Sam Gold’s direction here keeps the play humming along in spite of the play’s imperfections. David Zinn’s set, the bulk of which is reproduced from the play’s run at Yale Rep, takes on a new character here, plopped as it has been onto a Broadway stage. To the sides of the stage are immense trees. A plain wall sits center stage, with a sliding door that leads into both of the Joneses’ side-by-side living spaces, but the theatre’s brick walls are exposed above the main playing space, eerily lit from time to time by lighting designer Mark Barton, who bathes the outer reaches of their world in vibrant purples and reds, heightening the sense of immensity that looms just outside these characters’ backyards.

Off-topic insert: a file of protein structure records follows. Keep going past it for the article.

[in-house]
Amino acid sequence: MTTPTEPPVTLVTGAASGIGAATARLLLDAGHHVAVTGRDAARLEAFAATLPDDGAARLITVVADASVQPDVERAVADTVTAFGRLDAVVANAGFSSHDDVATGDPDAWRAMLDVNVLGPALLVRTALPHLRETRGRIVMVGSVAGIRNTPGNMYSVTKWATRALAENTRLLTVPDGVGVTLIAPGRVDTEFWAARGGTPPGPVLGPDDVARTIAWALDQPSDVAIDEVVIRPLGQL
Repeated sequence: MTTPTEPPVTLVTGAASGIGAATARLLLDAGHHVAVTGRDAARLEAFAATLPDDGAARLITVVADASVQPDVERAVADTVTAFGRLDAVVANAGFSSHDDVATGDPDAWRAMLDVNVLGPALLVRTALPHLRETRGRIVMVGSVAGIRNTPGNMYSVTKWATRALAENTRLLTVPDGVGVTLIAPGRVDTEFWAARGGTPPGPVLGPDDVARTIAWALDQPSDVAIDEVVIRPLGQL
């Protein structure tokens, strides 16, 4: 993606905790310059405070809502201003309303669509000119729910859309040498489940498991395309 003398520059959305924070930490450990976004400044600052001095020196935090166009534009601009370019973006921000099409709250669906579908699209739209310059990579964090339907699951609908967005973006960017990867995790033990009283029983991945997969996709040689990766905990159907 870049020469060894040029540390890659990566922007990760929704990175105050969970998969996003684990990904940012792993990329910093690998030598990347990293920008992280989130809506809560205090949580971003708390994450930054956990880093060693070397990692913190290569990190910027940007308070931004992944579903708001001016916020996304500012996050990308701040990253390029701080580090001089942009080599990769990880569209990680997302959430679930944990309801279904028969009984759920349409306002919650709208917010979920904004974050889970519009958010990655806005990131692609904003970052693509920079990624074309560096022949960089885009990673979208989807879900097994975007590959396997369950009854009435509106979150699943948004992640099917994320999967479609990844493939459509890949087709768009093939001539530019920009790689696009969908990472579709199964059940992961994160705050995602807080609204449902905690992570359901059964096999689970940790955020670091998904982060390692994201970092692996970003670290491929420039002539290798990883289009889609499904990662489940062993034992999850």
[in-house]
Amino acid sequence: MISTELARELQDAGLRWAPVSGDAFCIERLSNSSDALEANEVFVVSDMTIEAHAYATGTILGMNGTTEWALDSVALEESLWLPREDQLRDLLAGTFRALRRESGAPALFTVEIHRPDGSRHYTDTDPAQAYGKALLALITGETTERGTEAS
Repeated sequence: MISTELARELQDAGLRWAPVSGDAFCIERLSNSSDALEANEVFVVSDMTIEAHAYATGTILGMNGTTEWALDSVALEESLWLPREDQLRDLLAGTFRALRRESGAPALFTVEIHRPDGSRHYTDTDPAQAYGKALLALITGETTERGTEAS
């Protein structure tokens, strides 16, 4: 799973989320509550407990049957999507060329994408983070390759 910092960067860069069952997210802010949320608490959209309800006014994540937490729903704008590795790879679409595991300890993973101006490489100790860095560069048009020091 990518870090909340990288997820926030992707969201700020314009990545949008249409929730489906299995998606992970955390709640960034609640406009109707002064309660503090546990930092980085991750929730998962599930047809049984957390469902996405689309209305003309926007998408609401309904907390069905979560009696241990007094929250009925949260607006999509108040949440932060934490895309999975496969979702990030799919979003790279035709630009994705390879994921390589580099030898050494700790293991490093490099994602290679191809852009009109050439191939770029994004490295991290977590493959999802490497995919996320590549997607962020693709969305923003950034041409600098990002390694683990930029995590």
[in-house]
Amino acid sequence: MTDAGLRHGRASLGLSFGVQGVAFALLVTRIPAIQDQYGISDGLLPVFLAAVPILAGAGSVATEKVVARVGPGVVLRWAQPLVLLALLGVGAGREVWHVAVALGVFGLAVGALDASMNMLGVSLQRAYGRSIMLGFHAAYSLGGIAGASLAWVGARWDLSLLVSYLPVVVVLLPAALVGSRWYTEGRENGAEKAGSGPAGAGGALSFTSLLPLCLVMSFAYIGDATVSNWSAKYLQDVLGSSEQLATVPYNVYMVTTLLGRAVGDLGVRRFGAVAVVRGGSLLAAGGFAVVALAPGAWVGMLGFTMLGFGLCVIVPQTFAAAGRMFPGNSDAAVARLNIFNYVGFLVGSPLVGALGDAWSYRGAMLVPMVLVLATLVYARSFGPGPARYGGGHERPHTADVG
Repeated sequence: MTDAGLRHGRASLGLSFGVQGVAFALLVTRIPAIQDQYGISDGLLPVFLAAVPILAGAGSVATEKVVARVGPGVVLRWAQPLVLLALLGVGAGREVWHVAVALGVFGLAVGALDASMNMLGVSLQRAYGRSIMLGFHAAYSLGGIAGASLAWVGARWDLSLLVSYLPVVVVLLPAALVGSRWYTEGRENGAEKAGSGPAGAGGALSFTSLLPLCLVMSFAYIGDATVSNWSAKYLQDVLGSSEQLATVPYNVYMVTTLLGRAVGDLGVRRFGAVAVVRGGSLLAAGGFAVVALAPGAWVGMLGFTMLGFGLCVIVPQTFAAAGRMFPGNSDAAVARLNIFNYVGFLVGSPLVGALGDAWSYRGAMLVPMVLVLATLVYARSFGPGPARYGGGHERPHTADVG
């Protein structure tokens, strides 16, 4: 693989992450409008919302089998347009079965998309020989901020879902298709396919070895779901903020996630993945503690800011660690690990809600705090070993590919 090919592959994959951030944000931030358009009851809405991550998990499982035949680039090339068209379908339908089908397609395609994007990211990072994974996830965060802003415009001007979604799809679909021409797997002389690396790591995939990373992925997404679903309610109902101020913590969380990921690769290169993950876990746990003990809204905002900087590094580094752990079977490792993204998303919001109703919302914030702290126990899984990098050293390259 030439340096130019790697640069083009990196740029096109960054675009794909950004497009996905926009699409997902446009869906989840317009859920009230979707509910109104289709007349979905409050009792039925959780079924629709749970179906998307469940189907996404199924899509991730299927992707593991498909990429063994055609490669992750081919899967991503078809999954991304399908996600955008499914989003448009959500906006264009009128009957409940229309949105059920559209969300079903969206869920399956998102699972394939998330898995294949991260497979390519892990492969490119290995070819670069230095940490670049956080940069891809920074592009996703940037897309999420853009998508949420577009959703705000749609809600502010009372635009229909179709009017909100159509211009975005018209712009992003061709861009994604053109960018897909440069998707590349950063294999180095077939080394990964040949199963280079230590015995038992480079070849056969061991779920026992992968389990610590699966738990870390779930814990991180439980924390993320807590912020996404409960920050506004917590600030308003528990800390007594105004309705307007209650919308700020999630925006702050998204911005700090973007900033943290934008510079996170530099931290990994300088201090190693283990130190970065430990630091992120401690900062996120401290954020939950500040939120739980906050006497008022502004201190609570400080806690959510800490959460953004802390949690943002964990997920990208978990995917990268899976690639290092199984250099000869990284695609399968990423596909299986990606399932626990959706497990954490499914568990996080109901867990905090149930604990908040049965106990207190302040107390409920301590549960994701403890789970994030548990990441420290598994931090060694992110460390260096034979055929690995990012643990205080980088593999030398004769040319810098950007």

It may well be argued that The Realistic Joneses would have been better served off-Broadway, or in a downtown space where its quirks could be appreciated in the wild. But within the comparatively tame auspices of a Broadway proscenium, the play truly soars, begging the question as to why fewer thought-provoking, convention-challenging new plays are being presented on Broadway, which ought to be (in an ideal world) representative of the pinnacle of the work being done in theatre today. It almost certainly took this heavyweight foursome of actors and the cache they bring with them to bring this play to the Main Stem, but kudos to them for believing in something original and, ultimately, moving, when there are plenty of classics — O’Neills, Pinters, and Shakespeares — to choose from. We’ve already seen those, but this is a truly something different (and thrillingly so). So why not celebrate?